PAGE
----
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For Better Or For Wurst

Posted by Jim Botticelli  February 12, 2014 04:25 PM

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Wurst haus.jpg
The Wursthaus was a Harvard Square landmark frequented by locals and visitors alike
Photo courtesy of the Cambridge Historical Society

Serving sauerbraten and schnitzel washed down with beers from around the world, the Wursthaus lasted 79 years as a Harvard Square institution. Located next door to The Tasty in the now demolished Read Block Building, it first opened in 1917 and was bought by Frank Cardullo in 1942. Cardullo is better known for his self-named gourmet shop located across from the Wursthaus which he opened in 1950.
WIN2013_PhotoEssay_600x400_Cardullos.jpg
Photo from CultureCheeseMag.com

By the mid 80s, the Wursthaus was clearing over $3 million a year but with the Red Line extension allowing riders to bypass Harvard Square altogether, the changing face of the area from a collection of funky one-off shops to the corporate landscape people complain of today, business began slowing. Coupled with an increase in health conscious diners, the meat and beer joint that had expanded from 50 to 500 seats suddenly fell out of favor with the masses. Cardullo filed for Chapter 11.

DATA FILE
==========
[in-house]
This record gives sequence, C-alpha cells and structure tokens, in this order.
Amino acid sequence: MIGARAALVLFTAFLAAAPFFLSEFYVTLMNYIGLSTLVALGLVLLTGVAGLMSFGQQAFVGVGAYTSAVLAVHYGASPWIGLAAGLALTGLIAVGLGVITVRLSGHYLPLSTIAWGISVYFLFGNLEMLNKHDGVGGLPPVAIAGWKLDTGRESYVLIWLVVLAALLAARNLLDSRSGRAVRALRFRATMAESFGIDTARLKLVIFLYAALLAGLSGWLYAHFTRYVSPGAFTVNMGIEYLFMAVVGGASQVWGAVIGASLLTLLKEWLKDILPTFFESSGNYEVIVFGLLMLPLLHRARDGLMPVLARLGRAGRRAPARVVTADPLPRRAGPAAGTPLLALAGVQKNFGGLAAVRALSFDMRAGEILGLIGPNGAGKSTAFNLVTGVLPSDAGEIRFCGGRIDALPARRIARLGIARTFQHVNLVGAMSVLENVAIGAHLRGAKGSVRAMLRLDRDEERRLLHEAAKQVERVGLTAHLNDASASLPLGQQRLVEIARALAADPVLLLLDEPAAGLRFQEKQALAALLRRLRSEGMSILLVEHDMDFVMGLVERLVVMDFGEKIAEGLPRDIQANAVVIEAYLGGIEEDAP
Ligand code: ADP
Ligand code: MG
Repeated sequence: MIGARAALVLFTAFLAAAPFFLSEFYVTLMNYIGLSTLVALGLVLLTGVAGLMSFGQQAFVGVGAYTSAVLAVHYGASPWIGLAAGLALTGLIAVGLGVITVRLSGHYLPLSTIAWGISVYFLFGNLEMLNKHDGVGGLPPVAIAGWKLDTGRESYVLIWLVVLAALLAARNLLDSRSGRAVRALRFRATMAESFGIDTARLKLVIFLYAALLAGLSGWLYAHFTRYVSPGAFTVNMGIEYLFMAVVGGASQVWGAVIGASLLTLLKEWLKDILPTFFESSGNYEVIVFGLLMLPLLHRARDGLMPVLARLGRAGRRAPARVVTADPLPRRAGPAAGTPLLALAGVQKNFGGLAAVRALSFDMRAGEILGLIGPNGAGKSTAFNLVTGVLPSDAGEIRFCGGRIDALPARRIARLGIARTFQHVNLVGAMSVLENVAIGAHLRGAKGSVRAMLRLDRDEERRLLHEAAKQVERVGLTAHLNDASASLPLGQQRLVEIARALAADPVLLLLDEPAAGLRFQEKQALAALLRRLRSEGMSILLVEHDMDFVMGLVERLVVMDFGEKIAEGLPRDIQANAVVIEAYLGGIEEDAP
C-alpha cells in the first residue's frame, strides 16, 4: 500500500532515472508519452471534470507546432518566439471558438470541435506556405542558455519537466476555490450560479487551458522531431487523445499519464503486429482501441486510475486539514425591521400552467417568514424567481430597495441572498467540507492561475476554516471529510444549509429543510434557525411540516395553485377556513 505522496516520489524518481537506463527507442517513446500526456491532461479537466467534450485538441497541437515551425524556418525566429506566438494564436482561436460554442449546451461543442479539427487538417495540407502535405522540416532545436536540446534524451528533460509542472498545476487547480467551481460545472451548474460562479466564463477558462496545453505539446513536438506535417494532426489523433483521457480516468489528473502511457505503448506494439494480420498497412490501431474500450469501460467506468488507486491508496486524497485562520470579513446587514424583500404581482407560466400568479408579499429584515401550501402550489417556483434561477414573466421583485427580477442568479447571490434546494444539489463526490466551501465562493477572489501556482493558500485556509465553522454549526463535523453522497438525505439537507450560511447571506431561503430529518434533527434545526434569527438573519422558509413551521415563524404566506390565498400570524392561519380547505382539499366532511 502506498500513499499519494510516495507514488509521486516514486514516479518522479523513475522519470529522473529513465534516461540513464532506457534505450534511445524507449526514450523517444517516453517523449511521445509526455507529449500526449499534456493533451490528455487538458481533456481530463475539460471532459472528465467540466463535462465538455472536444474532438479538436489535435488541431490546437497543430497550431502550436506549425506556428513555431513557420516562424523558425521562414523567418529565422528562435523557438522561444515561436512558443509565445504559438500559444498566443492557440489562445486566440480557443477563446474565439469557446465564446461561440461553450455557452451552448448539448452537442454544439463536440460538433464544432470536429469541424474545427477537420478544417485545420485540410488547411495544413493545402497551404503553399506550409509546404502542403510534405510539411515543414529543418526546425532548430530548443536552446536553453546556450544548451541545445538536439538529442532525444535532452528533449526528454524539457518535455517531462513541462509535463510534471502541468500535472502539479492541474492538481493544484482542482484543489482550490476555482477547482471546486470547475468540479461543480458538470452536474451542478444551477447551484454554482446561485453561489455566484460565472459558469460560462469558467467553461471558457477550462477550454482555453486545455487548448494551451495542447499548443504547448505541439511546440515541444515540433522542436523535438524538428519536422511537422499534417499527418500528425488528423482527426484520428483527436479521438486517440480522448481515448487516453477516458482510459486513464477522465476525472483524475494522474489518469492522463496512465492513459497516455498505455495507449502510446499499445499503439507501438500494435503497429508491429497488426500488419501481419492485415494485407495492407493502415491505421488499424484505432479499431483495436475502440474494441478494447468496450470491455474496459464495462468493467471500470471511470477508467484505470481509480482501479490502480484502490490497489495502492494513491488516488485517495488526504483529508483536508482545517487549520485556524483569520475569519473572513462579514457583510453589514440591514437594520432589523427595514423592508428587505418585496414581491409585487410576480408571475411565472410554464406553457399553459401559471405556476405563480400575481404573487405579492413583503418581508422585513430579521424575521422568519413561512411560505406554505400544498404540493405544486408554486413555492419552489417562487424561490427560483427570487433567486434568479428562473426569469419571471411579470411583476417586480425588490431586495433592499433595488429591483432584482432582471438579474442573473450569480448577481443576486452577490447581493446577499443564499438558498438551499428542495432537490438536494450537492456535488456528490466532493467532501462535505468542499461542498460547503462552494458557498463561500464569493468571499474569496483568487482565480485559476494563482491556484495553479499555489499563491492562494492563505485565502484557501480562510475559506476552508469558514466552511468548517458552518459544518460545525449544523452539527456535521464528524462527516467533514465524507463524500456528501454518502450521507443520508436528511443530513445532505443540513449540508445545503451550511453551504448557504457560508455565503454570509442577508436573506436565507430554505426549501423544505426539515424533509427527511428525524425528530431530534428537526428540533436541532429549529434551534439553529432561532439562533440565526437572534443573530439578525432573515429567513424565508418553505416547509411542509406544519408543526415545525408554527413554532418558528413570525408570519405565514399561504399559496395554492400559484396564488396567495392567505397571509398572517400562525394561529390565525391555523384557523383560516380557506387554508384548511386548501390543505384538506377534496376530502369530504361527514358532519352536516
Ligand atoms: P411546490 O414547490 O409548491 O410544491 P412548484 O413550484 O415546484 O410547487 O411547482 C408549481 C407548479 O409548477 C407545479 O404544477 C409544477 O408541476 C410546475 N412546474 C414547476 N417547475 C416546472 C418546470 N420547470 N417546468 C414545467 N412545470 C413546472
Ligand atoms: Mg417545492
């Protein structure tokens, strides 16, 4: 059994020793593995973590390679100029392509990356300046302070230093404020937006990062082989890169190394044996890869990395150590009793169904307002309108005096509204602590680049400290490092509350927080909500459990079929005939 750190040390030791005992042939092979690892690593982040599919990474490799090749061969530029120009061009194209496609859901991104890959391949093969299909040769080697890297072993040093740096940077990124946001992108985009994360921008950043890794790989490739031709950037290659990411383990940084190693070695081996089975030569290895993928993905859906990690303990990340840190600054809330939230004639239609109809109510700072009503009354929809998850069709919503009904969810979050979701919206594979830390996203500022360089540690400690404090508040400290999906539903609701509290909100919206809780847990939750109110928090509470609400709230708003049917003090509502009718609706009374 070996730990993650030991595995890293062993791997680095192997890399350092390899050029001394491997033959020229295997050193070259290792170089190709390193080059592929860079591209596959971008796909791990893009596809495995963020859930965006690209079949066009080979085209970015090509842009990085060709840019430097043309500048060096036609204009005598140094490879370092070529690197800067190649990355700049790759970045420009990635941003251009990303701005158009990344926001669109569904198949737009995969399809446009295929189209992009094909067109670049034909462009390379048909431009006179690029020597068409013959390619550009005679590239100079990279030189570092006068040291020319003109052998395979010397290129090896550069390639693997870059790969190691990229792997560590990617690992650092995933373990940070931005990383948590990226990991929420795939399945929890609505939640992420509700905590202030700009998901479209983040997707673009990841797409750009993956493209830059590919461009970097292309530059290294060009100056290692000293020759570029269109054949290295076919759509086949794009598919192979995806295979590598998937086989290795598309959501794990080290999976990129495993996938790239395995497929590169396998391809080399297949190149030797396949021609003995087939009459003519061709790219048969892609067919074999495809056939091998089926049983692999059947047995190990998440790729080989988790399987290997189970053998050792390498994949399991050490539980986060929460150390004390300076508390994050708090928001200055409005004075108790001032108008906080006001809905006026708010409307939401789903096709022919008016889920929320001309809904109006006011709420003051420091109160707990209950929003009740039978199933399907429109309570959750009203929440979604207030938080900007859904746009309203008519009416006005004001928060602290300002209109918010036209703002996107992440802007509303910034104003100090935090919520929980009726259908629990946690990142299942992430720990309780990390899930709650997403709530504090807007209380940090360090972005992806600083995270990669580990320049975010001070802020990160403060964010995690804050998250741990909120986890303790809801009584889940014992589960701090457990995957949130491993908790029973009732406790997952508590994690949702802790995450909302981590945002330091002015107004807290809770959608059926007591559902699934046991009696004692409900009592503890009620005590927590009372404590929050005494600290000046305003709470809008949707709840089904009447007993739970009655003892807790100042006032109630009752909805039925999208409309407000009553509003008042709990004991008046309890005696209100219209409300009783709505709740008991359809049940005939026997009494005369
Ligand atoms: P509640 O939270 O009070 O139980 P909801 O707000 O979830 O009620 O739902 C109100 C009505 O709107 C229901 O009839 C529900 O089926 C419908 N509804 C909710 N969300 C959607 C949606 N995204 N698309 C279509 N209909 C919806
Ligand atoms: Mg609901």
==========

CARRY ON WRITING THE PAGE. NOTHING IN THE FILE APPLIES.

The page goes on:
"There are certain restaurants, bookstores, and establishments that do a lot to define the special quality and tradition of the Square," said Derek Bok, former Harvard president at the time of its closing. "The Wursthaus is one of those establishments."

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About the author

Jim Botticelli, a 1976 Northeastern University graduate, is a retired Boston Public Schools teacher. In college, he drove a cab and learned the city's cow paths. An avid collector of More »

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